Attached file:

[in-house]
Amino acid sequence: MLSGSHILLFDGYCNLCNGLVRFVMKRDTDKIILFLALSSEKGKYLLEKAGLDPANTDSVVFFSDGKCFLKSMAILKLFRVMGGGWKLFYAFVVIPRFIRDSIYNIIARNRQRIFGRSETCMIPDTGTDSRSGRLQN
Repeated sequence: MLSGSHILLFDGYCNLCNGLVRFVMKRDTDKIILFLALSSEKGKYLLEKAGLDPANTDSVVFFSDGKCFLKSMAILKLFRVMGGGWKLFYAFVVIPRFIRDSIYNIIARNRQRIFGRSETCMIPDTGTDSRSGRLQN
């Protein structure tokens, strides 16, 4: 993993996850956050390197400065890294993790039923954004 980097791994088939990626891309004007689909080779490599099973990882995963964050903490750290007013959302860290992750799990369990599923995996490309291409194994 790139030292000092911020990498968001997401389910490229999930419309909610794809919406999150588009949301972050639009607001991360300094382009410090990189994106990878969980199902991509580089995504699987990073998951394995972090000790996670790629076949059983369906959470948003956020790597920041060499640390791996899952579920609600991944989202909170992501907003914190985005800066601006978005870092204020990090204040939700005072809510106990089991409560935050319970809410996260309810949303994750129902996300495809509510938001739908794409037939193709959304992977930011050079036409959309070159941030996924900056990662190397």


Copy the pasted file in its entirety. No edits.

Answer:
[in-house]
Amino acid sequence: MLSGSHILLFDGYCNLCNGLVRFVMKRDTDKIILFLALSSEKGKYLLEKAGLDPANTDSVVFFSDGKCFLKSMAILKLFRVMGGGWKLFYAFVVIPRFIRDSIYNIIARNRQRIFGRSETCMIPDTGTDSRSGRLQN
Repeated sequence: MLSGSHILLFDGYCNLCNGLVRFVMKRDTDKIILFLALSSEKGKYLLEKAGLDPANTDSVVFFSDGKCFLKSMAILKLFRVMGGGWKLFYAFVVIPRFIRDSIYNIIARNRQRIFGRSETCMIPDTGTDSRSGRLQN
């Protein structure tokens, strides 16, 4: 993993996850956050390197400065890294993790039923954004 980097791994088939990626891309004007689909080779490599099973990882995963964050903490750290007013959302860290992750799990369990599923995996490309291409194994 790139030292000092911020990498968001997401389910490229999930419309909610794809919406999150588009949301972050639009607001991360300094382009410090990189994106990878969980199902991509580089995504699987990073998951394995972090000790996670790629076949059983369906959470948003956020790597920041060499640390791996899952579920609600991944989202909170992501907003914190985005800066601006978005870092204020990090204040939700005072809510106990089991409560935050319970809410996260309810949303994750129902996300495809509510938001739908794409037939193709959304992977930011050079036409959309070159941030996924900056990662190397």